Welcome everyone to the special education inner circle podcast. I'm excited to be here with you today. We're going to dig on a hot topic for both special education teachers and parents. Actually for everybody who's at the IEP table. In fact, as I was preparing for this hot topic, I opened up my Facebook and I'm scrolling through it and I see almost within the first three posts, I see a story about a man with autism who couldn't get a job. So he opened up his own coffee shop. That is exactly the type of story that we're going to be talking about today and how teachers and parents in the special education system, you are smarter than the system itself and you have to start working together to make things happen. So here's, here's the scoop. Let's just kind of step back just for a minute and talk about how special education is only 44 years old, which in some ways that is a baby.
That is just a little start to what we can do in special education. In...
One of my absolute favorite new books!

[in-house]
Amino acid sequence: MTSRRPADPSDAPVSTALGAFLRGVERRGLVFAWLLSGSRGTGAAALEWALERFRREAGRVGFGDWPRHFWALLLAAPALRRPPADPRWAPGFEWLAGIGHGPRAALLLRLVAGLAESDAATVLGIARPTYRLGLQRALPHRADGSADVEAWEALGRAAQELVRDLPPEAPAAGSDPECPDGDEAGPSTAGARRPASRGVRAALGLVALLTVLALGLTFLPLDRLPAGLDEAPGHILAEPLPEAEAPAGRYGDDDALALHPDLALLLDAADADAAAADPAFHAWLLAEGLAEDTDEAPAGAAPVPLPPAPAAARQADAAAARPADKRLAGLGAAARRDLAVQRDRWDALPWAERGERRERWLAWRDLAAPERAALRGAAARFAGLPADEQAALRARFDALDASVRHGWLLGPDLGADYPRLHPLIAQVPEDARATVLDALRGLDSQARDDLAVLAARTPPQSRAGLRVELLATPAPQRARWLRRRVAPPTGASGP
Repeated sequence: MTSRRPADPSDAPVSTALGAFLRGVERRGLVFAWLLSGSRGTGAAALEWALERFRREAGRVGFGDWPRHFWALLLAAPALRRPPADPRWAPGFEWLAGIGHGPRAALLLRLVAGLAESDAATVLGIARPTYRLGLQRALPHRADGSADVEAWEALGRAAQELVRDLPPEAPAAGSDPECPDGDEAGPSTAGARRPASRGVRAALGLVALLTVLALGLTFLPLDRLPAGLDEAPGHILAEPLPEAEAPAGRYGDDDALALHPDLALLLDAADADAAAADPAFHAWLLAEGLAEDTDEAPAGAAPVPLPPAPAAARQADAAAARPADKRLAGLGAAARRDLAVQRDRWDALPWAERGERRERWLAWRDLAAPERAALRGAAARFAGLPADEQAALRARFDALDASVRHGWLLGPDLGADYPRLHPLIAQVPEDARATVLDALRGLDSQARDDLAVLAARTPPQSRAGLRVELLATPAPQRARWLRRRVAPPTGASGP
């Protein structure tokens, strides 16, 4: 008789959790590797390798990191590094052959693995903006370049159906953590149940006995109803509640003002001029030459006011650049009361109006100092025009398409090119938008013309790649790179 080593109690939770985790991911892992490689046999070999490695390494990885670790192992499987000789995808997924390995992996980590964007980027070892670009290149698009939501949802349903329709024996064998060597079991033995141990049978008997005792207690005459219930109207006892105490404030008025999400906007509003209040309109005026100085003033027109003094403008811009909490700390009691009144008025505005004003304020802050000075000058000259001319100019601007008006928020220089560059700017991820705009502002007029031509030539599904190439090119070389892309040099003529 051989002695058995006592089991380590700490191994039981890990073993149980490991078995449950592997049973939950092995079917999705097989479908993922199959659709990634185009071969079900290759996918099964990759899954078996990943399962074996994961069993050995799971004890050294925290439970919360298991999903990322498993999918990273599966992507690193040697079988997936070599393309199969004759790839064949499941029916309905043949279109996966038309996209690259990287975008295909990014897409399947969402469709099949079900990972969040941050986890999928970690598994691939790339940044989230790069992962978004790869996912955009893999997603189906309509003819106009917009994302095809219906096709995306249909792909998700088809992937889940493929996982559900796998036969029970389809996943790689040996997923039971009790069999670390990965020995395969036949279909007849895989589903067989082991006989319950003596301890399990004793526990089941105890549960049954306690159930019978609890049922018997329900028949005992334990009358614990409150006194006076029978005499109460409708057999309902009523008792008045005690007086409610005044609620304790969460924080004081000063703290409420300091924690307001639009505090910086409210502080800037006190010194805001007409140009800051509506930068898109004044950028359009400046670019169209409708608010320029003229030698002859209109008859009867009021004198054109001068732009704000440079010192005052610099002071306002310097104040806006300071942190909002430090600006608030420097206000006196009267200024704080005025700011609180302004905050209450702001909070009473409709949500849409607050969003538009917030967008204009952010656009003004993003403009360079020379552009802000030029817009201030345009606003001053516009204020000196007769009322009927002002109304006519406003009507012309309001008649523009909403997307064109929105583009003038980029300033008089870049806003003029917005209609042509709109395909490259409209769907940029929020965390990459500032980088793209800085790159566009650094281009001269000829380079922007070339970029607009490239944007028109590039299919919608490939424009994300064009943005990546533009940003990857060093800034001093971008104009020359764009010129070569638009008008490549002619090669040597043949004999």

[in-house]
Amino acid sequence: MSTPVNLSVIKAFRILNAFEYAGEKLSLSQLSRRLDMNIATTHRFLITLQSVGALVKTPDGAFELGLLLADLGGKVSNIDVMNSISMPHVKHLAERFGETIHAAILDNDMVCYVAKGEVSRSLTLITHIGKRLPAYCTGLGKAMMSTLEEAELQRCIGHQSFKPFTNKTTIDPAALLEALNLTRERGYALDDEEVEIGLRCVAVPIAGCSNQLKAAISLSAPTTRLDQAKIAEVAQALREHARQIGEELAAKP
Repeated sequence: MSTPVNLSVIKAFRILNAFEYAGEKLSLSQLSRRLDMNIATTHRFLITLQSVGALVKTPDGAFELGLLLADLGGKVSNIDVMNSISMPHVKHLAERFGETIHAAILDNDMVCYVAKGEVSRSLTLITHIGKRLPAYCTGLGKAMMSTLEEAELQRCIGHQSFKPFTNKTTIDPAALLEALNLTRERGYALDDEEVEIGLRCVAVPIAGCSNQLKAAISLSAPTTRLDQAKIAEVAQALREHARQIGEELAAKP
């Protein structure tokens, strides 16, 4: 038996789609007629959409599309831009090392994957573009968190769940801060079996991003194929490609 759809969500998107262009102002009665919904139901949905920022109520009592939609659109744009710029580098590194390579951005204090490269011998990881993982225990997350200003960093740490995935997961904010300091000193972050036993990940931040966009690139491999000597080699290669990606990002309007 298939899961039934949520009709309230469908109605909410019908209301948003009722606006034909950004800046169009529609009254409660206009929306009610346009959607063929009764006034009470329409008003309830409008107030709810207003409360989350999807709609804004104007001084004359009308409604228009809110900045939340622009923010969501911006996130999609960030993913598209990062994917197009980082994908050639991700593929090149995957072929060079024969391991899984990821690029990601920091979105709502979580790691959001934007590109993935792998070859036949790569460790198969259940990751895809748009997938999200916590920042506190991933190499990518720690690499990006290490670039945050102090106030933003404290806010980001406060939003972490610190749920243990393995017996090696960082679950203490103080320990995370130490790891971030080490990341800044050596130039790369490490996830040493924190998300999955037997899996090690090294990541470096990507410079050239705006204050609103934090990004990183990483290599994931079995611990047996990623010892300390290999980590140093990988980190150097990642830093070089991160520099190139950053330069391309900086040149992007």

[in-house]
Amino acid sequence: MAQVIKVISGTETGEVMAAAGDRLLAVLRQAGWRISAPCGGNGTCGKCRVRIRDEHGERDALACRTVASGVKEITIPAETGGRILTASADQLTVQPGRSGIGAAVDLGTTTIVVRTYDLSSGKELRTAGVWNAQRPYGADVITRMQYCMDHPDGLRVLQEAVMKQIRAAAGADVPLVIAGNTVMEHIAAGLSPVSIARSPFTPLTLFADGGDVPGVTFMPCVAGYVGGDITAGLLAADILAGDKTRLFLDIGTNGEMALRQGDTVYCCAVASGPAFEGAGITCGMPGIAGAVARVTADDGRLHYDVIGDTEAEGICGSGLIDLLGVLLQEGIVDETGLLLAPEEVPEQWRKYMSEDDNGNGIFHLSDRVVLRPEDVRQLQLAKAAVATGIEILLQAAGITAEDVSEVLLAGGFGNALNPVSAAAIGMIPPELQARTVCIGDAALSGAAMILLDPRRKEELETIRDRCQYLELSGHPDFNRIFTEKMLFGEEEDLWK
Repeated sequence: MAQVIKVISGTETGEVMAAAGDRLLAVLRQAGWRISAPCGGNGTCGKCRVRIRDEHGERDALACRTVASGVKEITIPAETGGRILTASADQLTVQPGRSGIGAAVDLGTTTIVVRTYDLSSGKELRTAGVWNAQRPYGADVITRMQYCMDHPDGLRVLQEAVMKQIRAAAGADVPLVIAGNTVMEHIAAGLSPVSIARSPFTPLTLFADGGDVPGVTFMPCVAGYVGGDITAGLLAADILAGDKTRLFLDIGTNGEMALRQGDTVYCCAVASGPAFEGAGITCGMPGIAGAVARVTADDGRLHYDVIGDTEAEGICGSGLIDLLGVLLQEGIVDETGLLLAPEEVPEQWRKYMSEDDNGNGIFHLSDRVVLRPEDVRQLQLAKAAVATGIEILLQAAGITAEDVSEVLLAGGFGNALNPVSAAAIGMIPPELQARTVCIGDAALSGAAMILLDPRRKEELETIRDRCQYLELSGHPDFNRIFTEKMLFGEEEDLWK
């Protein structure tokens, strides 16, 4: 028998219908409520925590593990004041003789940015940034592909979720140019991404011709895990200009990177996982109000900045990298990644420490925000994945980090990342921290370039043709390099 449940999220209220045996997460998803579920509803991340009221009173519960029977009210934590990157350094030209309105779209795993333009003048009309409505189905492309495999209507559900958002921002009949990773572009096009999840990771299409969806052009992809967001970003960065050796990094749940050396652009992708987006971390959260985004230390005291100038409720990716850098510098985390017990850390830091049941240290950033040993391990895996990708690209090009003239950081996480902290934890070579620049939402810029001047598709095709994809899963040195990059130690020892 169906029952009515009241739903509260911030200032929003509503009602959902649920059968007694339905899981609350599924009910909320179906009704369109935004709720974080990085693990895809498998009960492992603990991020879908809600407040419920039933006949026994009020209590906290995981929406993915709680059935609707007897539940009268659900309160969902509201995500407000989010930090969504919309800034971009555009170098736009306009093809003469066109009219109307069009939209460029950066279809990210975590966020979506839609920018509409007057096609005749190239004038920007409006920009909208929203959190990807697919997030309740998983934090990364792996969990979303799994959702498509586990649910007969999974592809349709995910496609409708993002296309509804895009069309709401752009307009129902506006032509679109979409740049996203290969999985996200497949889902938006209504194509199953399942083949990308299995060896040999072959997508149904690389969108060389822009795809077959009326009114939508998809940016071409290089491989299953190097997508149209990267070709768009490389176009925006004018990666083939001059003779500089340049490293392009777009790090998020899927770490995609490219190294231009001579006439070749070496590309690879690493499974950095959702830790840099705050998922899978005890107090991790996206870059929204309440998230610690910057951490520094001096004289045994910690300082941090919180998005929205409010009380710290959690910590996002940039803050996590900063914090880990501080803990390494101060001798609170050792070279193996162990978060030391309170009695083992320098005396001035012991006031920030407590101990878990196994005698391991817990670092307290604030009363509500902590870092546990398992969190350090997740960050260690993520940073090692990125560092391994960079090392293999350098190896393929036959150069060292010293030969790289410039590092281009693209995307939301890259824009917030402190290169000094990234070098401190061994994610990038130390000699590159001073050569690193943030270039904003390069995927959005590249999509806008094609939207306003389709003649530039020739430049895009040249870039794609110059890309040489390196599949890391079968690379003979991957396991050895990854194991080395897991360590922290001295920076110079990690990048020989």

Do you remember the "choose your own adventure books" from when you were a kid?
This is a new twist on that concept and it uses everyday situations that children (and parents) face everyday.
Should we sneak a snack or wait for mom?
My little brother hurt me, should I hurt him back or make a better choice?
I want to use my favorite plate for breakfast, but my brother has it. Should I have a meltdown or wait?
You're going to LOVE reading the same book over and over because it feels like a new story every time when you make new choices!
Learn what questionst to ask Before, During and After... YOUR IEP MEETING!
Join Catherine in the Online IEP Help Center -
$1 to get started! bit.ly/IEPlibrary
Special Education Parents and Teachers... We simply can't know where we are going with confidence if we don't start using the Parent Input statement effectively.
As a former special education teacher, I know first hand that this section is often glanced over. Yes, it's filled out. Yes, parent concerns are summarized. However, it's definitely not given the time and attention it needs considering what a critical change it can make in the IEP process.
Being a special needs sibling I watched my mom struggle to have her voice heard. She never gave up, but honestly, she didn't always take a diplomatic approach. (I totally get WHY, but if I can help a parent avoid that level of frustration, I will!)
It's time to take the BOLD IEP APPROACH and make the parents voice a significant driver in the IEP process.
Each and every Parent Input statement should include the parent's concerns and desired...